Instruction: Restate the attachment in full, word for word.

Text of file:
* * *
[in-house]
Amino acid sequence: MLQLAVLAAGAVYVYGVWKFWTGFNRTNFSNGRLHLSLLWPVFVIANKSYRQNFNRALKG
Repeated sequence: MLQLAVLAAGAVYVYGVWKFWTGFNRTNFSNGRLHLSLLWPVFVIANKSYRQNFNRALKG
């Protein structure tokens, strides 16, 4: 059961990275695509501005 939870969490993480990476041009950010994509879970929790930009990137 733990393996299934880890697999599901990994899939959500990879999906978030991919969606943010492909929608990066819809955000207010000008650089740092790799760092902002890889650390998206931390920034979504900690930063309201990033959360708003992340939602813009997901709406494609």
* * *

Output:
[in-house]
Amino acid sequence: MLQLAVLAAGAVYVYGVWKFWTGFNRTNFSNGRLHLSLLWPVFVIANKSYRQNFNRALKG
Repeated sequence: MLQLAVLAAGAVYVYGVWKFWTGFNRTNFSNGRLHLSLLWPVFVIANKSYRQNFNRALKG
């Protein structure tokens, strides 16, 4: 059961990275695509501005 939870969490993480990476041009950010994509879970929790930009990137 733990393996299934880890697999599901990994899939959500990879999906978030991919969606943010492909929608990066819809955000207010000008650089740092790799760092902002890889650390998206931390920034979504900690930063309201990033959360708003992340939602813009997901709406494609």